MC: Daryl is one of the most accomplished, professional, dedicated, people I have ever worked with. He never misses work. He’s never late for work. I’m not sure how old Daryl is now, but I would assume he’s somewhere in his early 60‘s. He sounds like he’s 35. He is one of these guys where you can throw a script at him, and he’ll bang it off, first time, perfectly. He’s just a real, real pro.
BB: What kind of person is he? Is he a nice guy?
MC: He’s a very nice guy. But I don’t know him on a personal level. All the years we’ve worked together, we’ve never been out for a drink. He keeps to himself.
BB: He’s a private man.
MC: Very private. But popular. It’s not as if he’s some kind of a weird old guy that lives under a bridge. He’s a very private man. That’s a good way to describe it.
BB: You said he can rip and read?
MC: Absolutely. There is no such thing as ripping and reading any more. It’s all computerized.
BB: It must happen with you or Daryl Good or anyone else, where you’re reading a newscast and you see some name with 18 consonants in a row. Do you ever struggle with pronouncing something like that?
MC: Oh, sure. Usually what I find I do, and Daryl wouldn’t do this, is I just fake it. I just try to sound as confident as possible, fully knowing that I’m mispronouncing the name. I’m brutalizing it. But I just read it as if it’s a name I use in conversation all the time.
BB: Would Daryl Good make an effort to learn to say it correctly?
MC: I think he would.
BB: I hope to meet him sometime.
D. Brian Phillips
MC: He was the king. I met Brian for the first time in 1979. The fellow that ran CJCH in those days was named Paul Ski. He is now the president of Rogers, coincidentally enough. Paul and I worked together in Sudbury. I knew him very well.
When I got to town, I was by myself. My family hadn’t joined me yet. Paul arranged for me to go to the Press Club, which was in the lower level of the Carlton hotel in those days. I met some of the people from CJCH: Chuck Langdon, Brian Phillips, some of the other people. It was more a matter of professional courtesy that Paul introduced me. I immediately liked Brian. He was a funny guy: very, very witty. At that time he was also doing the ...
BB: Atlantic Lottery?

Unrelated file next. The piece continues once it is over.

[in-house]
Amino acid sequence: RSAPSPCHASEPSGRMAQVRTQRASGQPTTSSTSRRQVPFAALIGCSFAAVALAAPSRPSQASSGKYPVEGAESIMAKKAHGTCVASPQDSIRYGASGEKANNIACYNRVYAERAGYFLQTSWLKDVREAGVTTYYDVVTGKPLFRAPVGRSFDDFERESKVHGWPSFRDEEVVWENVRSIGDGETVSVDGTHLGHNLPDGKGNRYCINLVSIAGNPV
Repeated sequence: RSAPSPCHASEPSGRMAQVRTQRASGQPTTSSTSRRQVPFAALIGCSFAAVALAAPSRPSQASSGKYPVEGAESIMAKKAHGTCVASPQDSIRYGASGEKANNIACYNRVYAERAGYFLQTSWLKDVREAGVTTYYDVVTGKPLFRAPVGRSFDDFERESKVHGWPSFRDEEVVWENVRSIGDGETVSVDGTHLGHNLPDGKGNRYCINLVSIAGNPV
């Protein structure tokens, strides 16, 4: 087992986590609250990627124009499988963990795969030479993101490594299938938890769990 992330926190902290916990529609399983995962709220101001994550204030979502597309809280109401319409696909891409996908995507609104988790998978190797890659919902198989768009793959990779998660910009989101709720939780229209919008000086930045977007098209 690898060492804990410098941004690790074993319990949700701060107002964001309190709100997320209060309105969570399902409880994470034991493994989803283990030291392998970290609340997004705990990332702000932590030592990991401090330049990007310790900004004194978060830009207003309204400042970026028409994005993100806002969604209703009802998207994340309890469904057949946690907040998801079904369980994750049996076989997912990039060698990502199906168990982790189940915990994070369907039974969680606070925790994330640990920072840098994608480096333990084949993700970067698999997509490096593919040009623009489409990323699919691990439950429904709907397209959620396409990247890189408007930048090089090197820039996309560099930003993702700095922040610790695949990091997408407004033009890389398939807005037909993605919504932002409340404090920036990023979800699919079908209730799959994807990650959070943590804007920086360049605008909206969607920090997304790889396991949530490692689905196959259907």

MC: I think he was doing that a year later.
BB: I think he was doing it in the 1970‘s.
MC: He was still doing it by the time I got here. So, he had that television presence and was very accomplished on tv. Because I was his competition, I very rarely heard his morning show, obviously. But, I would hear about things that he had done, like saying it’s cold enough to freeze the nuts on the Macdonald Bridge. It was brilliant stuff.
BB: Risqué stuff, but not really.
MC: That’s right. I now run into Brian on a weekly basis: we both do some freelance voice work for EastLink. My shift is just before his. We see each other just about every time, in passing.
BB: Tell him I said hello.
MC: I will.
BB: What was it like to compete with a person you knew and liked? I’ve asked this question of jocks before. They give the same answer. But you are competing for advertising dollars. They are your competition, but you personally like the guy.
MC: It’s never bothered me. Down through the years, I have been quite close friends with a number of my competitors. I don’t consider I’m competing with the person. I’m competing with the whole, overall image of the station, which includes their music policy, their promotions policy, their contests. The station that I’m with is trying to attract a different audience than the one that they [other stations] are trying to attract.
It’s not like competing for a job as you would if you were a quarterback and you wanted to knock off the existing quarterback. So, it’s never bothered me.
I’ve got a lot of friends in this business, in this town; and very few of them have I ever worked with at any particular station.
BB: You worked with Gary Tredwell at Sun FM. He always spoke highly of you.